First, download Microvolt and ivutils source code. This is the content of the Microvolt folder:

  • /include – source code
  • /src - source code
  • /doc – documentation
  • /spectra – tabulated optical properties of some semiconductors, and solar spectrum AM1.5
  • /experiments – test examples (1D diode, 2D multijunction, nanowire, 3D textured solar cell, etc.)
  • /experiments/unix – UNIX makefile
  • /experiments/vs8 – MS Visual Studio 8 project
  • /experiments/vs10 – MS Visual Studio 10 project
  • /experiments/vs11 - MS Visual Studio 11 project

 ivutils is library of numerical utilities which we are using in Microvolt.You don't need to download it from ivutils webpage, it is already included in the Microvolt archive.

Install linear solver

Microvolt will work much faster if you install some linear solver (preferably optimized for operations with sparse matrices). This is not necessary step, and you can run Microvolt without any linear solver, however, in this case it will be slow. If you still want to try Microvolt without any linear solver, skip this section and go directly to installation section.

We recommend to use linear solver PARDISO.
You may already have installed PARDISO (for example, you might have Math Kernel Library, MKL which includes PARDISO).
If you don't have PARDISO or you are not sure, you can install it.


Sign a free license and fill the form with your email address here.
After this, you will get an email with link where you can download PARDISO library files (.exp, .lib, .dll).


First, install gfortran compiler if you don't have it (if you have Ubuntu, just type sudo get-app install gfortran).

Second, install some implementation of LAPACK. We recommend to use OpenBLAS. Download OpenBLAS archive, unzip it and type:

make PREFIX=some_chosen_directory install

Instead of some_chosen_directory you can put /usr/local.

Third, you need to get PARDISO.
Sign a free license and fill the form with your email address here.
After this, you will get an email with link where you can download PARDISO shared object library file .so
Copy it to some directory (for example, /usr/local/lib).

Fourth, you need to specify LD_LIBRARY_PATH (this is the path where runtime linker is looking for shared libraries).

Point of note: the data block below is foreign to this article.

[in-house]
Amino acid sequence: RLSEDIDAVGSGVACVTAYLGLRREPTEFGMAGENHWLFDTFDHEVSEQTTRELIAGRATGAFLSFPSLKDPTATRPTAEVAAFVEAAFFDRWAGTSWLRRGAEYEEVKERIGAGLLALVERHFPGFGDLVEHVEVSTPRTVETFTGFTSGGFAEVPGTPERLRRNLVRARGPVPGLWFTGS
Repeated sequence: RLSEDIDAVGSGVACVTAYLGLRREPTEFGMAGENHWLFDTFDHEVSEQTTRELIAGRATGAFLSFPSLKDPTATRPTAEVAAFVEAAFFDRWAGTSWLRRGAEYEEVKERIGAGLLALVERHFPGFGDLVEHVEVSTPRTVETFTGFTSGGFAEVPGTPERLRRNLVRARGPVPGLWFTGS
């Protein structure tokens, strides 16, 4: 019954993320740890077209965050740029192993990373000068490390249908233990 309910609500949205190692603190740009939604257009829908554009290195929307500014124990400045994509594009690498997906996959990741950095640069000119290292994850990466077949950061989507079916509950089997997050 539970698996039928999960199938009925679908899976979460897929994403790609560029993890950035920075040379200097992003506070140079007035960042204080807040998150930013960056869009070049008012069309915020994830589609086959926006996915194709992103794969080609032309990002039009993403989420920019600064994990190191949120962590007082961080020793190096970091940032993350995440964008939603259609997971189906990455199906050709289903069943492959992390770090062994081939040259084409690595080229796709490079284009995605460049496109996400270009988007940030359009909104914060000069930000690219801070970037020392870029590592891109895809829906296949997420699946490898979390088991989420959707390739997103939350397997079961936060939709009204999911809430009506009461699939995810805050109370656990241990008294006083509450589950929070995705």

For example, if you installed OpenBLAS to usr/local and put PARDISO shared library file to /usr/local/lib, type

export LD_LIBRARY_PATH=$LD_LIBRARY_PATH:/usr/local/lib

Install Microvolt


Open MS Visual Studio project file /experiments/vs11/vs11.vcxproj

Go to Build -> Configuration manager and choose relevant solution configuration. If you didn’t install any linear solver, choose Debug or Release.

If you installed linear solver, choose Debug_MKL, Release_MKL, Debug_PARDISO, Release_PARDISO. You will also need to add corresponding Include Directories and Library Directories to Project Properties -> Configuration Properties -> VC++ Directories.
Your library files should be linked in Project Properties -> Configuration Properties -> Linker -> Input.

Project file compiles experiments/diode.cpp by default, but you can change it to any other file manually.


Go to /experiments/unix and type


As a result, you will get executable file experiments/unix/_gnu/transport.x.

If you want to use installed OpenBLAS and PARDISO, open experiments/unix/Makefile and uncomment following lines there

Makefile compiles experiments/diode.cpp by default, but you can specify other file in the variable SRC_MAIN. 

By default, Makefile binds with g++ and assumes that library files are placed in /use/local/lib.
If you want to change it, please edit Makefile (this is easy).